“Policy outcomes take a long time, and I know that’s very frustrating for all of us because we want to see outcomes immediately,” Anthes said. “The legislature wants to see outcomes immediately, but sometimes the implementation of policies takes time. Then we had COVID in the middle of that, and so of course we saw across the nation students slide backwards. The thing I’m still encouraged about is Colorado students didn’t slide as far backwards in reading.”
Anthes, who joined CDE in 2011 with a background in research and policy rather than in teaching and then became commissioner in 2016, said she has also focused much of her leadership on expanding the ways high schoolers can get a jump-start on their plans after graduating. That has included opening up more opportunities for concurrent enrollment — through which students can gain college credits while still in high school — as well as for work-based learning and apprenticeships.
One of her other key priorities: figuring out what to do with underperforming schools that had been under state watch on its so-called “accountability clock” and were for the first time ever nearing the end of the timeframe the state had granted them to demonstrate improvements.
That included bringing struggling districts in front of Colorado’s State Board of Education for hearings and helping those districts create plans to map out how they intended to boost student achievement.
“Most of those districts that we started with are off the clock now,” Anthes said. “And now there’s still some that are lingering and we’re still working with them and we’re going through the process, but for the most part we’ve seen some really good successes in supporting our districts to improve to the point where they’re no longer on our watch.”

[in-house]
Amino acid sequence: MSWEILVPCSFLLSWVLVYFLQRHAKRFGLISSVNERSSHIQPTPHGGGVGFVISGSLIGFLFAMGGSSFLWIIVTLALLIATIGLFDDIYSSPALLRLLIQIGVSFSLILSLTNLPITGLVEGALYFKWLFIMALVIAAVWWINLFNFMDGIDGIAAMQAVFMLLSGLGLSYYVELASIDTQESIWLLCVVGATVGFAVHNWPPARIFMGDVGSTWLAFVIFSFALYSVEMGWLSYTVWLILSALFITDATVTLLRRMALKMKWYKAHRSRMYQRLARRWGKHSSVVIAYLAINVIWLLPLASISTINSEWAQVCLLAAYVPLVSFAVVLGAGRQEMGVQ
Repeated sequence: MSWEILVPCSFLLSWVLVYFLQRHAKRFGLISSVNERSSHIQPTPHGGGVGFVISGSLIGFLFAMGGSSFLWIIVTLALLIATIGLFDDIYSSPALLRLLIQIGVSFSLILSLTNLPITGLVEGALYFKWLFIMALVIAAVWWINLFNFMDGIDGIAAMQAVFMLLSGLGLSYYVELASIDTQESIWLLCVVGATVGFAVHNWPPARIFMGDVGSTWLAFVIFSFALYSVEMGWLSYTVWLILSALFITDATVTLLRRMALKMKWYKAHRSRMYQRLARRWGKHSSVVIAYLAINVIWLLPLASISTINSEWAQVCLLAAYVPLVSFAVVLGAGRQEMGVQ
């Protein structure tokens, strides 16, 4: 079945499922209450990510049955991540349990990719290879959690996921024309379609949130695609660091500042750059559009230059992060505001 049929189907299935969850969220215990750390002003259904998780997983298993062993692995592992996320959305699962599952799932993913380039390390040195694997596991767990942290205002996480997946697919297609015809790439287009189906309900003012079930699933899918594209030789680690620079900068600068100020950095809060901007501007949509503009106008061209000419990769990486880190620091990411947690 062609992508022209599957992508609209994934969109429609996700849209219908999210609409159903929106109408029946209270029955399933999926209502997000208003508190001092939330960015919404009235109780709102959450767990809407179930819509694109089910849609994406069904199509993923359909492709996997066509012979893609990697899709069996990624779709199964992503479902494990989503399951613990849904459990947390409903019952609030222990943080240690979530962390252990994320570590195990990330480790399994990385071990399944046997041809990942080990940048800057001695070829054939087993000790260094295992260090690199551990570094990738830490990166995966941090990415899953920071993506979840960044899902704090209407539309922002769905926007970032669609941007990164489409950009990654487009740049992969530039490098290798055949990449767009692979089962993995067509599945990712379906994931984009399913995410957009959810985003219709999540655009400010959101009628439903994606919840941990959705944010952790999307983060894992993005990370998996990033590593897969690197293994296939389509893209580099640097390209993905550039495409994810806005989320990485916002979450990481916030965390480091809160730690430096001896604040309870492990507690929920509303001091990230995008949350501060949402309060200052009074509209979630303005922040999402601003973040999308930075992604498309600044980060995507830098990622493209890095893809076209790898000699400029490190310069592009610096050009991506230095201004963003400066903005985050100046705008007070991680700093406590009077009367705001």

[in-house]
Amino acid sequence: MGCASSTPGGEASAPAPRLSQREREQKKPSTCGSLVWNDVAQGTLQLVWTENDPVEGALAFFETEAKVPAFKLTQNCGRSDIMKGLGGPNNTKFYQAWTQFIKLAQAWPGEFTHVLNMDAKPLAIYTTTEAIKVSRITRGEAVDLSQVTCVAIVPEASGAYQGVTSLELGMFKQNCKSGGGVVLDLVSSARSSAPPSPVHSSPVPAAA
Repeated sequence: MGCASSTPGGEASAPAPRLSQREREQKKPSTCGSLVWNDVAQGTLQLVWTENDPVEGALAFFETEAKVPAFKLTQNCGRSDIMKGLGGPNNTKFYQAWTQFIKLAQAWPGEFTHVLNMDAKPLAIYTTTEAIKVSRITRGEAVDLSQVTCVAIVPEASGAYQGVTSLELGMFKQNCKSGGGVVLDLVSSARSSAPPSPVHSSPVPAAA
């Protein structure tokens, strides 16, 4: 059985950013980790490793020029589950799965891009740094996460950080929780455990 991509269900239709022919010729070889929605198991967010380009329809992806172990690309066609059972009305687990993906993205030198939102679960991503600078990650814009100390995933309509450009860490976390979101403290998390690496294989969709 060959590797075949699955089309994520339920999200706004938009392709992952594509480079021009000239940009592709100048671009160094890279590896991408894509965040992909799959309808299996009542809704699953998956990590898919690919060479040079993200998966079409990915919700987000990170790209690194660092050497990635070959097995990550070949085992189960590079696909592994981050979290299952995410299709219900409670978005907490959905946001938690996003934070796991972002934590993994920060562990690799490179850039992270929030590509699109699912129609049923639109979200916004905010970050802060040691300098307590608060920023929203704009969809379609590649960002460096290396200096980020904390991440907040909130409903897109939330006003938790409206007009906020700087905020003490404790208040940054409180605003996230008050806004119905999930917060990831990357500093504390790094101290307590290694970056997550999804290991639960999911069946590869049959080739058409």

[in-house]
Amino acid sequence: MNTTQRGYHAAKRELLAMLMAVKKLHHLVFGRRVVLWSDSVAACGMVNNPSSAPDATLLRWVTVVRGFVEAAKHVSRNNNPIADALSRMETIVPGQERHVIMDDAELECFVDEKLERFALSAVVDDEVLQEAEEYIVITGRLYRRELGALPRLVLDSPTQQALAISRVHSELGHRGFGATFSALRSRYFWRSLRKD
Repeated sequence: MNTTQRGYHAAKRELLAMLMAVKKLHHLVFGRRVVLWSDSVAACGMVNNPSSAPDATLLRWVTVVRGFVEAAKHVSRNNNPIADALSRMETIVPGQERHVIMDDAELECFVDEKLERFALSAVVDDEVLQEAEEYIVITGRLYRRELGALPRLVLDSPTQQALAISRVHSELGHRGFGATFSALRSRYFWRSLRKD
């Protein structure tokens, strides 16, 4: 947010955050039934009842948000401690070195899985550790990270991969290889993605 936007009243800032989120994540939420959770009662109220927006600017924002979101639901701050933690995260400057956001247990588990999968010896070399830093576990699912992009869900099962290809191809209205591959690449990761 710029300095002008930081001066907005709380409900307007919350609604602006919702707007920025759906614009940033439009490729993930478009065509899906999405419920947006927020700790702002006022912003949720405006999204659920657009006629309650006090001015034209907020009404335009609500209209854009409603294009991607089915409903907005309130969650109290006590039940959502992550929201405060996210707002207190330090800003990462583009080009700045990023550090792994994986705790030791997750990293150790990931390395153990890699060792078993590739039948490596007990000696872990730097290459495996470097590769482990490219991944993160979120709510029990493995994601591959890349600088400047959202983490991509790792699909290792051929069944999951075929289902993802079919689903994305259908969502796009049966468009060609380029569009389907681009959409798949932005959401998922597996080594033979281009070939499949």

Anthes inherited a state education system in which “things were in complete disarray,” and she was “the right person at the right time,” said Van Schoales, senior policy director at Keystone Policy Center.
The high note of her career as commissioner, he said, was her management of school improvement — a success that is often overshadowed by long-running, high-profile conflicts between low-performing school districts and the state, Schoales said.
“CDE under Katy said, ‘Hey, we’re going to get together a wonderful suite of improvement strategies and resources. We’re going to support you if you have school leaders or other district staff that want to go through … professional development to get better. We’re going to give you some money, and we’re going to provide you with other stuff and a network to learn from one another in other parts of the state,’” he said.
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Districts that recognized they had a problem and took advantage of state resources made progress, Schoales noted.
He added that he wishes the department under Anthes’ leadership would have pushed harder for more transparency about what’s happening in schools and districts so that parents and policymakers could have a clearer sense of whether kids are getting a quality education.
Meanwhile, what’s next for the longtime education leader?
A lakeside break at a cabin in Michigan and time to contemplate where her career in education will take her next. Anthes has a particular interest in helping communities figure out how to talk through diverging viewpoints and escalating tensions.
“We’re not going to get out of it by continuing to scream at each other louder and louder and louder,” Anthes said. “And one thing I’ve learned in this job working with conservatives and progressives is there are real issues on both sides of these divisions, and by just pointing fingers and saying you hate the other side is not going to help us. There actually are ways to navigate through high-conflict situations and find some common ground if people are willing.”